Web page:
A ‘flying dragon’ like dinosaur which had a wingspan wider than a fully grown man and soared over a Jurassic desert 160 million years ago has been unearthed.
The exact species of the ‘flying dragon’ has not been confirmed, but researchers believe it is a Pterosaur, a member of Rhamphorhynchinae, a subfamily of rhamphorhynchoids and this is the first time it has ever been documented in the Southern Hemisphere.
It earned the name ‘dragon’ thanks to its mighty wingspan of over two metres, a long pointy tail and sharp buck teeth.
The fossil was discovered inside a rock in 2009 by Osvaldo Rojas, director of the Atacama Desert Museum of Natural History, in Cerritos Bayos, located 30 kilometres (18 mi) southwest of Calama, in the Atacama Desert and the results of its analysis were published this month (September 2021).
The fossil was then analysed by a team of researchers led by Jhonatan Alarcon from the University of Chile.
The archaeologists said: “Pterosaurs had wingspans, tip to tip, of up to 1.8-2 metres (5.9-6.5 feet). Our specimen is quite large, comparable to Rhamphorhynchus, which is the largest member of this family.”
Alarcon said that these ‘winged dragons’ are “characterised by their very long tails with a peculiar rhombus-shaped ending. They also had low heads, long snouts, and teeth that pointed out”.
He went on: “Based on the size of the humerus we believe that this Pterosaur was a well-developed specimen probably a fully grown adult.”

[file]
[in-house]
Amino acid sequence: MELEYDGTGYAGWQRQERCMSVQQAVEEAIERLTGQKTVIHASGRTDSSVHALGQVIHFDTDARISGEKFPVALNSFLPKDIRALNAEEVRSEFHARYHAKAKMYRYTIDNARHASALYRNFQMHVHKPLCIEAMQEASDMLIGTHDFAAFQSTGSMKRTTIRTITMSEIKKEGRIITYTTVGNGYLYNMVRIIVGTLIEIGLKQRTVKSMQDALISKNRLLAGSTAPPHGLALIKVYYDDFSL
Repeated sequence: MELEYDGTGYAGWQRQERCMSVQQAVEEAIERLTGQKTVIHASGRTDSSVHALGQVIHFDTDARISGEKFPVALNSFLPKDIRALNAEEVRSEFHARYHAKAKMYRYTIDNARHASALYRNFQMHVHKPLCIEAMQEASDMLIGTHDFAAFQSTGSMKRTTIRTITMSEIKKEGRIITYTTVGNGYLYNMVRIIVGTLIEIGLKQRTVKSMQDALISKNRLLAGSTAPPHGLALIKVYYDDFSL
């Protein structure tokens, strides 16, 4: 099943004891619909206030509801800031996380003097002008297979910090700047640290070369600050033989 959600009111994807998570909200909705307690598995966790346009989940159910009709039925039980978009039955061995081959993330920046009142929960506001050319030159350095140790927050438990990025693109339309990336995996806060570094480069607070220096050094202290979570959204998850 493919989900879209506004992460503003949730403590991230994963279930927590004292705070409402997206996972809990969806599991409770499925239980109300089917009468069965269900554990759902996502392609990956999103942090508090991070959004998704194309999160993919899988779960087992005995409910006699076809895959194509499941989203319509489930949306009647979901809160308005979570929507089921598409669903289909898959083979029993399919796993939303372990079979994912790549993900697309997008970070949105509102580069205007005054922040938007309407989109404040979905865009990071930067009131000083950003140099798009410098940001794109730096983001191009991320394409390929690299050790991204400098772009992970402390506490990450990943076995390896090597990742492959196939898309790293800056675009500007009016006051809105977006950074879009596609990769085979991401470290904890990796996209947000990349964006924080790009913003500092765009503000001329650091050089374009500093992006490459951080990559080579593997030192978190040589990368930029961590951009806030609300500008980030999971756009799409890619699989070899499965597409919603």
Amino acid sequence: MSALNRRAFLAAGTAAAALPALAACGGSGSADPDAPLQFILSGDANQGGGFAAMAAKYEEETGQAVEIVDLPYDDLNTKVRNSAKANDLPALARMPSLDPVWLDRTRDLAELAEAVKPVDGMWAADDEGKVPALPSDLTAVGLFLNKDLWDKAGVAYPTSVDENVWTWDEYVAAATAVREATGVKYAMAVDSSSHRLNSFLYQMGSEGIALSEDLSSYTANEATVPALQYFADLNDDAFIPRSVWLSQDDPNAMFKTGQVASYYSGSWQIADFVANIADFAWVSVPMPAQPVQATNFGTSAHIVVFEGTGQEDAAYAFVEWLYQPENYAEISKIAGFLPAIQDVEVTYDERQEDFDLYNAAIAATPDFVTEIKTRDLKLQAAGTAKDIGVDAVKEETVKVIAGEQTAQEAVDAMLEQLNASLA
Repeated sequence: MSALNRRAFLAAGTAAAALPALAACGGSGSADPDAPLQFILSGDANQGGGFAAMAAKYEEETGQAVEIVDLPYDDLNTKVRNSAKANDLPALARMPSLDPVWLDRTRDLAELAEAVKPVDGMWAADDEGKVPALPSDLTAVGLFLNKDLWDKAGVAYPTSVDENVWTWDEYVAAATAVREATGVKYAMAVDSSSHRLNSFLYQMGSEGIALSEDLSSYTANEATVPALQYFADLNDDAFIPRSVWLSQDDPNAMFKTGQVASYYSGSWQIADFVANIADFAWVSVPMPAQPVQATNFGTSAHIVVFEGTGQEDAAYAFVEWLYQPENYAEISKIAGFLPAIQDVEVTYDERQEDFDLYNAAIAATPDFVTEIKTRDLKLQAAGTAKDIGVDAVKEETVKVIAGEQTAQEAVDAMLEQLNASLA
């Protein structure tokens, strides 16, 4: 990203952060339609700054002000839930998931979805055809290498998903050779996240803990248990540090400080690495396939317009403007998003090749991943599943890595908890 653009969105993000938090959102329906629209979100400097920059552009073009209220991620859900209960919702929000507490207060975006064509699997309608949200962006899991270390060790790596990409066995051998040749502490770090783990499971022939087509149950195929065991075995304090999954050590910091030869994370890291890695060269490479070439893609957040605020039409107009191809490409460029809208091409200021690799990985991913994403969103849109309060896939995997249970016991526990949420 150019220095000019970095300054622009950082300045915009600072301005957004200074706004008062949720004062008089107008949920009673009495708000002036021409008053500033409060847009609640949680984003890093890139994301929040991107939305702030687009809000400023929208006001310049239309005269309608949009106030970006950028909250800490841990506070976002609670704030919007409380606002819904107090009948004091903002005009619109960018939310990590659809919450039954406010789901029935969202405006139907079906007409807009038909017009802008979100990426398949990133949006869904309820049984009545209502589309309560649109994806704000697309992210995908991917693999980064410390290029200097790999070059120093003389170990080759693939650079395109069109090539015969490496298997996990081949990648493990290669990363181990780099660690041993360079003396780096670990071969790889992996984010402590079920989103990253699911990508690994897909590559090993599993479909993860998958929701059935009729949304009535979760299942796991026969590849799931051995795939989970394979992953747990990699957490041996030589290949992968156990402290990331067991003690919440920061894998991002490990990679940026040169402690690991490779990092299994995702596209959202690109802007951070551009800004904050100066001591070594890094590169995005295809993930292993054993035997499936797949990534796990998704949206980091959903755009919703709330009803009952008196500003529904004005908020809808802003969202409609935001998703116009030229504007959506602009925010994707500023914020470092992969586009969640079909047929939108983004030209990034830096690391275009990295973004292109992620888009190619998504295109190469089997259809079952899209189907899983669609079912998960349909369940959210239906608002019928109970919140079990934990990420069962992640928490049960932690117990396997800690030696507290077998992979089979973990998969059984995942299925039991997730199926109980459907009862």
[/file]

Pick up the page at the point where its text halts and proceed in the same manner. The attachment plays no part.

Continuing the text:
Some 160 million years ago the giant dragon-like creature would have lived on the ancient mega continent Gondwana that was made up of South America, Antarctica, Africa, Madagascar, India and Australia and Laurasia.
Alarcon said: “All the discoveries of the Rhamphorhynchinae subfamily come essentially from the Northern Hemisphere, mainly from Europe. With this, we show that the distribution of the animals in this group was broader than what was known up to now.”
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He added: “We can’t say that Pterosaur is a migratory species but the findings suggest that at least one member of Rhamphorhynchinae made its way from the Northern to the Southern Hemisphere.”
The researchers speculated that as some members of Rhamphorhynchinae have been found near what is today Cuba and the ‘dragon’ could have followed the coastline south towards from there to Chile.
The researchers intend to continue their analysis of the fossil with the hope of discovering its exact species.
The study was published under the title ‘First record of a Late Jurassic rhamphorhynchine pterosaur from Gondwana’ in the journal Acta Palaeontologica Polonica on 10th September.
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Story By: Peter Barker, Sub-Editor: William McGee, Agency: Newsflash
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